An Interesting Cut

In 2012, Professor George W. Hart published an article about an activity he introduced to his students at Stony Brook University in which they were challenged with slicing a bagel into congruent, interlocking halves in one cut.

If you want to give this puzzle a shot, then put a hold on reading this blog post and find yourself a bagel and a knife.

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The solution to this puzzling task is to slice the bagel along a two-twist Mobius Strip. (https://www.georgehart.com/bagel/bagel.html)

*One great way to visualize a two-twist Mobius Strip is to take a strip of paper, turn one end around twice while holding the other still, and gluing the two ends together.

I bring this up because Professor Hart’s challenge to his students is a fun and engaging activity that draws the attention of people who may never have even heard of tori and mobius strips. The idea of a single cut that splits one ring into two interlocking ones is exciting, and for that reason I will use this specific cut as an example in the exploration of surface area. Does this cut increase the amount of exposed bagel on which I can spread cream cheese? While this is surely not the most time-efficient method of cutting a bagel, we can use mathematics to test whether or not such a cut would actually give us more space on which we can slather our tasty cream cheese.

Calculating the Surface Area of Exposed Bagel in the Mobius Cut

In order to calculate the surface area of exposed bagel for our cream cheese, we will have to introduce some calculus: First, we will parametrize the torus using the following parametrization (in other words, re-representing the torus using a different set of variables):

The parametrization is (x,y,z) = P(a, θ,ϕ)=((acosθ+b)cosϕ, (acosθ+b)sinϕ, asinθ), where a is the distance of the point from the center of the circle that we rotate and b is the distance of the center of that circle to the center of the torus (which our toothpick passes through). The value θ tells us the angle between the segment connecting the point (x,y,z) and the center of the circle, and ϕ tells us how far we’ve rotated the toothpick (in other words, which disk cross section).

Second, we will consider the slice: a two-twist mobius strip. This slice includes all the points along a diameter of each circle. Furthermore, θ varies equally with ϕ, so we set up a parametrization for the mobius slice as follows:

(x,y,z) = M(r, θ) = ((rcosθ+b)cosθ, (rcosθ+b)sinθ, rsinθ) where a varies from -a to a and θ varies from 0 to 2π. After this, we will use a formula for finding the area of a parametrized surface, and we will find that the integral is quite the monster.

(For a more thorough explanation of the calculus behind parametrizing a mobius strip and calculating surface area, see https://www.mathstat.dal.ca/~antoniov/bagelrings.html).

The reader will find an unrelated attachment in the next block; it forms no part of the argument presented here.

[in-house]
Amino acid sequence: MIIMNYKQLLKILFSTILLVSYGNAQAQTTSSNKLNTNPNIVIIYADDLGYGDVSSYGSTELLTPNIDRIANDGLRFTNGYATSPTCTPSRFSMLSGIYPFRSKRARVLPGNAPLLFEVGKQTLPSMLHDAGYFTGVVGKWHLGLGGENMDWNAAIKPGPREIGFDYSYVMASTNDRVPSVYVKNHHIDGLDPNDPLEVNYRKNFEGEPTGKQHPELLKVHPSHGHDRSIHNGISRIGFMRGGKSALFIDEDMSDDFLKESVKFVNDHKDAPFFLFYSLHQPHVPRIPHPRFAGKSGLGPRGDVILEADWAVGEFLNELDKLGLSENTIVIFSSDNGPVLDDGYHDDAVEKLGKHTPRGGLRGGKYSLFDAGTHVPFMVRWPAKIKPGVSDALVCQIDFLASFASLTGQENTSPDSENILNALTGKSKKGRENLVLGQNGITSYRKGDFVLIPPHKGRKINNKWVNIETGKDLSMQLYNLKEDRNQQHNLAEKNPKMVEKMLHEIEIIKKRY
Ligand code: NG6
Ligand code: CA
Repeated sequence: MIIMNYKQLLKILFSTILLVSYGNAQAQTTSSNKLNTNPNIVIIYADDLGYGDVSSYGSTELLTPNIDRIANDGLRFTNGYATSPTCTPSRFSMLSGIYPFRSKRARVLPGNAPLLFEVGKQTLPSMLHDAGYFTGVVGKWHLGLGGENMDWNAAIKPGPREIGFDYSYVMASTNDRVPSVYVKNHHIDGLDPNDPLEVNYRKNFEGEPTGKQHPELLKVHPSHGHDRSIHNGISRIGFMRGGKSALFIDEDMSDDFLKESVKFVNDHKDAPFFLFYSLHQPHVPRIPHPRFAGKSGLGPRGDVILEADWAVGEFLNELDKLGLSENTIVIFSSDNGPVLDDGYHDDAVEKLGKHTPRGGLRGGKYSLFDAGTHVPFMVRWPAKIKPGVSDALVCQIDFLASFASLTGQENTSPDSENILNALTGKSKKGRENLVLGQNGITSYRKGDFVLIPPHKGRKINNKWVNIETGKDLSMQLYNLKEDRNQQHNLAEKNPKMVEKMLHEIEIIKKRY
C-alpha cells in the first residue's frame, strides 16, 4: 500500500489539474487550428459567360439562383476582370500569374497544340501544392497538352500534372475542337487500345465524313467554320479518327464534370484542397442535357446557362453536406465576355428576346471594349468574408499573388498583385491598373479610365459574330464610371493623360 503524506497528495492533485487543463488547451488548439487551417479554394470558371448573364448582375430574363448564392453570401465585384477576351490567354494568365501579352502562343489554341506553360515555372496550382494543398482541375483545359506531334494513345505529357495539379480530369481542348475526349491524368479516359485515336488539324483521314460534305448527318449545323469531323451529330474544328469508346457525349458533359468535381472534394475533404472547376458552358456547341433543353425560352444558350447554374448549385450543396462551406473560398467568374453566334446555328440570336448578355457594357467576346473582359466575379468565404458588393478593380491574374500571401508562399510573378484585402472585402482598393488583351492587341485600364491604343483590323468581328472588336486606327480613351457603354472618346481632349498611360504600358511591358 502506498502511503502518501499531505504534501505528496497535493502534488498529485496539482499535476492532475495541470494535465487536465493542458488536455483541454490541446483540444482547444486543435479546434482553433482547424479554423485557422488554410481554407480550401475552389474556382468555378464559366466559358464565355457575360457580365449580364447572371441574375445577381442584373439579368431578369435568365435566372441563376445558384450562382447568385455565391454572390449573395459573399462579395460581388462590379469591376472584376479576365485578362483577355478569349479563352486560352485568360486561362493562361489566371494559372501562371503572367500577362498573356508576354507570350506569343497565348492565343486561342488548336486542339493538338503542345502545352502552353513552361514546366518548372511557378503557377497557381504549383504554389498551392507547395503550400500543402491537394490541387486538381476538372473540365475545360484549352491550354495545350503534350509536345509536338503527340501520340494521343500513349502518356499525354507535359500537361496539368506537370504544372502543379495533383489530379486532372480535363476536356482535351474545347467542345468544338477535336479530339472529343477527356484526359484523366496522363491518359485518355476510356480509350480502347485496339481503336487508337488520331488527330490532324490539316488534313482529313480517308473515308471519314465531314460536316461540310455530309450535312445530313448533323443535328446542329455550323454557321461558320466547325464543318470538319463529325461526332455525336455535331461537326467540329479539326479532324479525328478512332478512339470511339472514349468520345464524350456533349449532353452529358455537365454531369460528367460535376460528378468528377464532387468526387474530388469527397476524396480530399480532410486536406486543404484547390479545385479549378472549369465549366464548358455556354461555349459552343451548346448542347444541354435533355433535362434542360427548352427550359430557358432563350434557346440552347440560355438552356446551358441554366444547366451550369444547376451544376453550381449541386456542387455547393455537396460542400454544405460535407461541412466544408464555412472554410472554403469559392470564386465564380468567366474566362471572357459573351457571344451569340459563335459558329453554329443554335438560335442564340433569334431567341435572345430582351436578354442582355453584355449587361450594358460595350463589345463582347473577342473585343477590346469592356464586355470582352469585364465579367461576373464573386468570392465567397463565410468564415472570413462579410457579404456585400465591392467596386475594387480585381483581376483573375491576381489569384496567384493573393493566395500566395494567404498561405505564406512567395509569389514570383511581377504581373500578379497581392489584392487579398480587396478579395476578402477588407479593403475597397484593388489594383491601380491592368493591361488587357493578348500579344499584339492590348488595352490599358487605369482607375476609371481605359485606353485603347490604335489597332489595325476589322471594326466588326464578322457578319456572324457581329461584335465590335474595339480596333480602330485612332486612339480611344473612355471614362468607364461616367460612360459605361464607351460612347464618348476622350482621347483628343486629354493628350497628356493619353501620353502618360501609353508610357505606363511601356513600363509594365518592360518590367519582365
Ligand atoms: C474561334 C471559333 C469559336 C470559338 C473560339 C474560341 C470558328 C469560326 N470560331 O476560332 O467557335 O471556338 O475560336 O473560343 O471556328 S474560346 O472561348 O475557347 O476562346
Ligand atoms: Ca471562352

The surface area of a straight cut through the center of bagel is more straightforward. If you’ve ever split open a bagel the normal way, you’ll likely have noticed that the exposed bagel is simply a circle with a hole in the middle. Therefore, we can find this surface area just by taking the area of the outer circle (π(a+b)^2) and subtracting the area of the smaller circle (π(a-b)^2).

Comparing the two areas using mathematical software, we find that the ratio of the surface area of the mobius cut to the surface area of the flat cut only changes when we change the ratio between a and b. Additionally, that ratio of surface areas is always greater than 1, so we can guarantee that the mobius strip will always give more surface area! However, the question of how much additional “bagelscape” we have for our cream cheese is dependent on the characteristics of the bagel shape. The greater a is in comparison to b, the greater the ratio of surface areas. That is, the fatter the bagel and the smaller the hole, the more benefit we get out of cutting our bagel using the mobius strip!

In theory, the shape of the bagel on the left will give less significant gains in surface area from using a mobius cut while the shape of the one on the right will give more gains out of using a mobius cut.

However, we run into a significant physical reality check when we realize that for extremely thick bagels, the cut will not work because we cannot fit the bagel through its own center hole. Therefore, we restrict

2a < 2(b-a)

2a < 2b – 2a

4a < 2b

a < b/2

Therefore, referring to our previous diagram of the torus, the Mobius cut will only work for a<b/2, in which case the surface area gain is sadly only about 5% from our mathematical software analysis.

Resources and Acknowledgements:

Hart, George W. “Mathematically Correct Breakfast: How to slice a bagel into two linked halves.” https://www.georgehart.com/bagel/bagel.html

Vargas, Antonio R. “On calculating a ‘Mathematically Correct Breakfast’.” (2014). Dalhousie University. https://www.mathstat.dal.ca/~antoniov/bagelrings.html

Weisstein, Eric W. “Torus.” From MathWorld–A Wolfram Web Resource. http://mathworld.wolfram.com/Torus.html